Thyroid Awareness Q&A
Did you know that an estimated 20 million Americans have a thyroid condition and that 60% of them are unaware of their condition? The thyroid can be either overactive or underactive. And both conditions are a cause for concern.
January is Thyroid Awareness Month which brings attention to the various health problems connected to the thyroid.
Q. What is the thyroid?
A. The thyroid is a butterfly-shaped gland in the neck in charge of your metabolism and creating new proteins. The gland is part of the endocrine system, which directly affects almost every single organ. It is responsible for regulating many health functions such as skin integrity, menstrual cycles, calcium levels, and the nervous system, heart and cholesterol levels. In addition, it controls brain development, your body temperature, respiration, metabolism and fat production. Thyroid problems begin to occur when the thyroid gland produces too much hormone or not enough.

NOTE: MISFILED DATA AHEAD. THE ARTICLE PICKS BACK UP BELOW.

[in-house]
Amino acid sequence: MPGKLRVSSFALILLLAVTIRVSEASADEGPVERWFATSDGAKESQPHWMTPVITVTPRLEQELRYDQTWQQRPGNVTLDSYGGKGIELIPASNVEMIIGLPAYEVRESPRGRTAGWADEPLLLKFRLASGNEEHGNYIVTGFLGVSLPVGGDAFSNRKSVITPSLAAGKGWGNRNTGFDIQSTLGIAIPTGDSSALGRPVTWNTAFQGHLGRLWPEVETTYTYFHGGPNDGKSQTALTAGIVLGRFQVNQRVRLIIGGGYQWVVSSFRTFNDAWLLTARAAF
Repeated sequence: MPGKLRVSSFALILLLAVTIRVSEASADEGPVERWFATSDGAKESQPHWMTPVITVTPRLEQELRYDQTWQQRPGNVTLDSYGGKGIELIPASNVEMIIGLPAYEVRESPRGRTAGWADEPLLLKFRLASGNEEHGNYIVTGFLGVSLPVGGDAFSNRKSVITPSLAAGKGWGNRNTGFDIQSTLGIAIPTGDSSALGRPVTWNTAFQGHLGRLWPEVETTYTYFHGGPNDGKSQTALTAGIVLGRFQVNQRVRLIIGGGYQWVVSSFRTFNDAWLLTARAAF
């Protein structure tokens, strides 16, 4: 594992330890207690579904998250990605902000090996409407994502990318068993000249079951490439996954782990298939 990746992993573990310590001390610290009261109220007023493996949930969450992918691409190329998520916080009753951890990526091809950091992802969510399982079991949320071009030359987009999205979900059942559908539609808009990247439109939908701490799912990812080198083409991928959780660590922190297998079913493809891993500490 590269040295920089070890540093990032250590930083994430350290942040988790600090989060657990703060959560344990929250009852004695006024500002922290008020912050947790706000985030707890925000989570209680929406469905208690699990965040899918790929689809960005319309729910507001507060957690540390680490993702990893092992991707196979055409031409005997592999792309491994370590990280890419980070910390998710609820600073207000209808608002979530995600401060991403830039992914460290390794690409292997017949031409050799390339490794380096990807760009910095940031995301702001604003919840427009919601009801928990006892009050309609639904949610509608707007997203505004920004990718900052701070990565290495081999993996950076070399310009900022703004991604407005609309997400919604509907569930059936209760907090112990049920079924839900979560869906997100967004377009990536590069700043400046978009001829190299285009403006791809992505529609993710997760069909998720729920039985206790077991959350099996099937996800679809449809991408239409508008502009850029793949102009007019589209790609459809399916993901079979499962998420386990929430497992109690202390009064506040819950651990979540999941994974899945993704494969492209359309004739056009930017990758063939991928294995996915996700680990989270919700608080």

Q. What is hyperthyroidism?
A. Hyperthyroidism (or overactive thyroid) is a condition that occurs when your thyroid gland produces too much of the hormone thyroxine. Hyperthyroidism can accelerate your body's metabolism, causing unintentional weight loss and a rapid or irregular heartbeat. Other symptoms of hyperthyroidism are fatigue, insomnia, anxiety, oversensitivity to heat, and dry eyes.
Q. Is there a treatment for hyperthyroidism?
A. There are several treatment options for hyperthyroidism. The best approach for you depends on your age, physical condition, the underlying cause of the hyperthyroidism, and the severity of your disorder. There are medication options as well as surgical options for more severe cases.
Q. What is hypothyroidism?
A. Hypothyroidism means that your thyroid is working slower than it should. Hypothyroidism is most common in patients over 60, and the incidence of this disease increases with age. Symptoms include unexplained weight loss, slow movements and speech, sensitivity to cold/heat, and anxiety/depression. Since older adults can oftentimes suffer memory impairment, weight loss and loss of appetite, hypothyroidism is often under-diagnosed.
Q. What is the treatment for hypothyroidism?
A. Once properly diagnosed, the standard treatment for hypothyroidism involves daily use of a synthetic thyroid hormone. This oral medication restores adequate hormone levels, reversing the signs and symptoms of hypothyroidism.
Luckily, in most cases, hyper- and hypothyroidism can be successfully treated which in turn reduces the annoying symptoms and can greatly improve quality of life. If you are having any of the symptoms of thyroid disease, contact your healthcare provider today!